A tennis player readies herself to receive the next serve.

Break Point

Showrunner Kari Lia details how she brought the thrilling tennis docuseries to life.

25 August 20235 min read

Break Point brings the electrifying energy of the world’s biggest tennis tournaments into audiences’ homes, thanks to showrunner Kari Lia and her exceptional team of directors, producers, and editors. Featuring behind-the-scenes footage and interviews with tennis’s top talent, the docuseries offers intimate access to sports legends in the making. Here, Lia speaks to the magic and passion displayed by the elite athletes featured in Break Point.

An edited version of the conversation follows.

Madeleine Saaf Welsh: How did you join the Break Point team?

Kari Lia: James Gay-Rees and Paul Martin, the executive producers, asked me to be the showrunner. The access [to the tennis tour] was fantastic from the very beginning, but the key to the show is how you maintain that access. It’s all about trust, and that goes both ways. It was also crucial to put together a fantastic team — you can have the best access in the world, but if you don’t have top-notch directors and producers and production managers, then it doesn’t happen. 

Were you part of picking which players you were going to follow?

KL: There was a long list from the start and then we had to see who played well and who we felt passionate about, who was going to have a fascinating story whether they won or lost. Like Ons Jabeur: I met her on my second day of filming and thought, This girl is fascinating. She’s so passionate and her story is incredible — what she’s had to go through to get to where she is. Seeing what happens to her is going to be interesting, whether she wins or loses. Now, she happened to have the most incredible season of her career, but we didn’t know that was going to happen! Some of it is just crossing your fingers and hoping for the best.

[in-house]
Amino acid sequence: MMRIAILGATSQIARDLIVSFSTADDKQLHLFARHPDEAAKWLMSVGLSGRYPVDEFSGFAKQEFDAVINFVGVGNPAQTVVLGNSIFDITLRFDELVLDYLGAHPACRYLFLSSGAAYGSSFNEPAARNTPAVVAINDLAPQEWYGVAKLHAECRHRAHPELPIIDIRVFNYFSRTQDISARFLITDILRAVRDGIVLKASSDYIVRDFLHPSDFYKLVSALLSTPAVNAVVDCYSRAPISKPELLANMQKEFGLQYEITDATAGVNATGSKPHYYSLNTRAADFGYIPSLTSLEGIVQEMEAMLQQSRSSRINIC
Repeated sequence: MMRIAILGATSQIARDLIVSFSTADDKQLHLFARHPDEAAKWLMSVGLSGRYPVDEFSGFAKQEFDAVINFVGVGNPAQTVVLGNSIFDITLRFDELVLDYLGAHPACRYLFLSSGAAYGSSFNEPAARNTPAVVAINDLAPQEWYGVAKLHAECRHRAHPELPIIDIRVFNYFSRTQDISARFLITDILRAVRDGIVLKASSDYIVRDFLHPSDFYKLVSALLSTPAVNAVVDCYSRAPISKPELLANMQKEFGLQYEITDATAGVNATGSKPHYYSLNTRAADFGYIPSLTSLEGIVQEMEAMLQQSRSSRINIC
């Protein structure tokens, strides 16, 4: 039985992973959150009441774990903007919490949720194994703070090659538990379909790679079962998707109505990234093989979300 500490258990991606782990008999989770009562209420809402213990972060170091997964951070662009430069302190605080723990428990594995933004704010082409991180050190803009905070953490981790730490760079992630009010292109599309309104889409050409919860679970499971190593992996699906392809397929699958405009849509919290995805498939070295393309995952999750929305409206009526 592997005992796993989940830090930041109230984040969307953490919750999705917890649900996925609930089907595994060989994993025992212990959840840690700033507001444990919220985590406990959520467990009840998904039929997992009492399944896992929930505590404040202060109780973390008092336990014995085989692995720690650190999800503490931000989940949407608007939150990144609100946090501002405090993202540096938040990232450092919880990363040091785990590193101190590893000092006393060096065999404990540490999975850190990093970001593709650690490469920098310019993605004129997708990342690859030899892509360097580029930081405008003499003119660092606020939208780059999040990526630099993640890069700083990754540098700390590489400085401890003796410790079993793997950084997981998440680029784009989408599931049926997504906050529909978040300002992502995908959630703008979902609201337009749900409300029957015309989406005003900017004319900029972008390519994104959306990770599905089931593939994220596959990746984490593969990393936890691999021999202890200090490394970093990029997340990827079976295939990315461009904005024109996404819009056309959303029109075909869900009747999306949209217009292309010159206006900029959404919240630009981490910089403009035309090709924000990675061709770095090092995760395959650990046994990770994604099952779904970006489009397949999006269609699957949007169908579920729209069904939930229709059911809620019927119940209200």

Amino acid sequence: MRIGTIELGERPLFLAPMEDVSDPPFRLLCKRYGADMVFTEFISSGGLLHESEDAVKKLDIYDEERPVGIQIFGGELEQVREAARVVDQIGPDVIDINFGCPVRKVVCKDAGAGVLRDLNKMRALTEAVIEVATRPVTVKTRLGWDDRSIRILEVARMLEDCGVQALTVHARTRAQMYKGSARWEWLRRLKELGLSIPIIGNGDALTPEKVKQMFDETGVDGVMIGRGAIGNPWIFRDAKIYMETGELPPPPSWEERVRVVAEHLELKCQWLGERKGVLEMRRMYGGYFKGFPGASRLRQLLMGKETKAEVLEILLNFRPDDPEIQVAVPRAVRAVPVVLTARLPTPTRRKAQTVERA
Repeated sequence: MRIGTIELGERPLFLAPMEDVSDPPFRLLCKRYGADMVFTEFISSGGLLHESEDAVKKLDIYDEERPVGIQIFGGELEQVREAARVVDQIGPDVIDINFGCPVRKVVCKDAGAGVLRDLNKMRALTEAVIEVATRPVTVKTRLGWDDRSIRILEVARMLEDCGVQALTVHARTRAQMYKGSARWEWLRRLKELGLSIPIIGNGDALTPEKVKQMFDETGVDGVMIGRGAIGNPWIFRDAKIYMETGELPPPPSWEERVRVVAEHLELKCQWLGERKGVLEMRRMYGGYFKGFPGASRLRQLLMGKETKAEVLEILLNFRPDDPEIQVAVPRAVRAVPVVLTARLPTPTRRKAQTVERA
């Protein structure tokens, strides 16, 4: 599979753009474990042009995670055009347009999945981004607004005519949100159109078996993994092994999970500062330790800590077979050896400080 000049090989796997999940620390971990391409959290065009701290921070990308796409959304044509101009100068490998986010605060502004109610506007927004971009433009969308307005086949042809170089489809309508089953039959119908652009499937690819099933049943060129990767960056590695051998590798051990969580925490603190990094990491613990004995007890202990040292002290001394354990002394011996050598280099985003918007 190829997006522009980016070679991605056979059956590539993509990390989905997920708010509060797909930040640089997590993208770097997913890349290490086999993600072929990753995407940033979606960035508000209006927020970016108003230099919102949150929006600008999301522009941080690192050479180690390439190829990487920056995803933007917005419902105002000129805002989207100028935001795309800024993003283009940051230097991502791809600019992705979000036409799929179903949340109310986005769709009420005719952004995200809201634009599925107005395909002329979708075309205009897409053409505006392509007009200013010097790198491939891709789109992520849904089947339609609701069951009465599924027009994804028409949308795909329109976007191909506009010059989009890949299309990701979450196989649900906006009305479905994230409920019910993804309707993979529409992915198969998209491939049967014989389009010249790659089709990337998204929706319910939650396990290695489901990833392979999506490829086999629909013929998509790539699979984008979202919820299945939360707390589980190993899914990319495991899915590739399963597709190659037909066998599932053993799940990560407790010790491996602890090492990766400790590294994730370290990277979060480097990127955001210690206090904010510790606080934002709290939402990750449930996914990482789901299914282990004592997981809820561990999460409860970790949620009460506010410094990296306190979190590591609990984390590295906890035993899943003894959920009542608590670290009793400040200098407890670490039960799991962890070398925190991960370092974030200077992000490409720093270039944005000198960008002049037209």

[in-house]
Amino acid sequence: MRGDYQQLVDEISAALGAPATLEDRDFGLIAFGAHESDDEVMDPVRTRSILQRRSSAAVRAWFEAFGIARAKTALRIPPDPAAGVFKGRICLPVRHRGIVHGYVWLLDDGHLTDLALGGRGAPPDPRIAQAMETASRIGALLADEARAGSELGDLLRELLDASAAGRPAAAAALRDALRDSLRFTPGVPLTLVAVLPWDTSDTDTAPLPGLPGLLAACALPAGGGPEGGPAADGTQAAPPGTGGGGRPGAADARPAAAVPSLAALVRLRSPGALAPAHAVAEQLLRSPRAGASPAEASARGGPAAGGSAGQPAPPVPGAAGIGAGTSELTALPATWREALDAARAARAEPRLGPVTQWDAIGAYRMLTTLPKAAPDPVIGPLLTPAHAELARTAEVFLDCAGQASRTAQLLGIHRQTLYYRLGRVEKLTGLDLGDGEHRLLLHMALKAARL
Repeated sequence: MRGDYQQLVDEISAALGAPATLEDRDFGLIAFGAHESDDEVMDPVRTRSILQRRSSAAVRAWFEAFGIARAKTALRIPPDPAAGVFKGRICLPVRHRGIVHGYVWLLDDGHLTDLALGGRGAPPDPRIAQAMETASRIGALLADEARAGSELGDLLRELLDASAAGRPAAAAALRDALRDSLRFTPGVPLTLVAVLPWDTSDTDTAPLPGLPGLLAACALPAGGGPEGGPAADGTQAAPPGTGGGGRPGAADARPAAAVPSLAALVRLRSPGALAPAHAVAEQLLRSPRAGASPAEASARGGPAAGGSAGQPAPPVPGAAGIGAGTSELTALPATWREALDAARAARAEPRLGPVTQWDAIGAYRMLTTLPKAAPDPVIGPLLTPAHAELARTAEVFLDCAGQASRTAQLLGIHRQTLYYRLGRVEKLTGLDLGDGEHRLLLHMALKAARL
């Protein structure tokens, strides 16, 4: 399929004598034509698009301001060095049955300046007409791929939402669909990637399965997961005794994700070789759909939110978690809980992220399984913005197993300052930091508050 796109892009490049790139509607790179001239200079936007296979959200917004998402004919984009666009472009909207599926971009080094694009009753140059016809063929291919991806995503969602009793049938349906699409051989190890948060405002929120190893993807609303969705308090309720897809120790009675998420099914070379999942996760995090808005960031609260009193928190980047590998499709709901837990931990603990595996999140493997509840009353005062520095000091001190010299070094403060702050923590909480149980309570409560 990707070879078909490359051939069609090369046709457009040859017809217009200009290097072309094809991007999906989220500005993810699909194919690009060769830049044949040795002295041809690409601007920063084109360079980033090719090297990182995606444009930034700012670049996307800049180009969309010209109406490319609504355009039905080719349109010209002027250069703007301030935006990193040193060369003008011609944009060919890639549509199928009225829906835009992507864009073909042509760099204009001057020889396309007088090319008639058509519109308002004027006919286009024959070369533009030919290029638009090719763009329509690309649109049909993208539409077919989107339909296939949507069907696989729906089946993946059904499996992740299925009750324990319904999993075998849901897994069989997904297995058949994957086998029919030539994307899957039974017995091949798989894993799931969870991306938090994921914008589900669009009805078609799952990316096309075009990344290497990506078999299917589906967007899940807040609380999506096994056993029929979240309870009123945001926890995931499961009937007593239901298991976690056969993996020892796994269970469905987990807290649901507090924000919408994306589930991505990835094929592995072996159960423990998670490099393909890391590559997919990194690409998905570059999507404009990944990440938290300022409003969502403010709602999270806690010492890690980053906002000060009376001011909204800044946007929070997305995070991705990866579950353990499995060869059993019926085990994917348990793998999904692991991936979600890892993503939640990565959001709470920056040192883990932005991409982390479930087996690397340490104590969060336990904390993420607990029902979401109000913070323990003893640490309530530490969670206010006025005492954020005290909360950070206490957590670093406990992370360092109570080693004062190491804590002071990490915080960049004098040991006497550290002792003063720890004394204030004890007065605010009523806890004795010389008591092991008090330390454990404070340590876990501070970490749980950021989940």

Describe a day for you when you’re at a tournament. 

KL: It’s incredibly full-on. Every day you’re planning what you’re going to film. It’s not just filming at the tournament; we’re filming in hotel rooms, in the car, at restaurants. And so we’re constantly organizing how we’re going to make that work.

A lot of my job is also working with the players’ agents. Again, it’s all about trust. We always made time to talk through why we may want to film something. It’s important they understand that we want to be there whether they win or lose, so we’re capturing the genuine, raw emotions that most people don’t usually get to see. We’re not just turning up with a camera and pressing record.

Then the other tiny bit: If I ever had 10 or 15 minutes, I’d sit and watch the games. For me, sitting and watching a game at Roland-Garros is so different from Wimbledon. I just allow myself to sit in the stands. What am I hearing? What am I seeing? What is fascinating about this? How can we make this experience come alive for the viewers at home in a way that hasn’t been done before, that feels really immersive? And how can I talk to our team about how to do that? Everyone always says they want a new series to feel special but how do you practically make that happen? What are you experiencing that you can make come alive for our audience? 

What was the team doing to create the visual language of the show and to bring to life the atmosphere of the tournaments?

KL: Our editing team started around the time of Wimbledon. Because we’re all editing in London, I had the whole editing team come down for the day to Wimbledon. And I just said, “I want you guys to sit and just watch a game in Centre Court. I want you to listen and watch.” I wanted them to do that before they’d edited anything, to have that immersive experience and think about how we can get that feeling across to the viewers.

We made sure our shoot team was able to do that as well: The first thing [they did] before they picked up the camera was to sit in a game and just watch, understand what’s going on in the match, and think about how they wanted to capture that. What are the angles? Where’s the emotion? It was very important to us that the team sat and experienced it and understood the game. 

If you could do this all over with another sport, are there other sports you’d be interested in jumping into?

KL: I think the interesting thing about sports — it’s about people pushing themselves to their
maximum and trying to achieve the impossible. The mental and physical discipline that it takes to do that is fascinating. That’s just a great place to start a story. I think lots of sports lend themselves to that. I’d give my left arm to do basketball. I absolutely love basketball. It’s the best. And I play with my son now, even though I’m very short!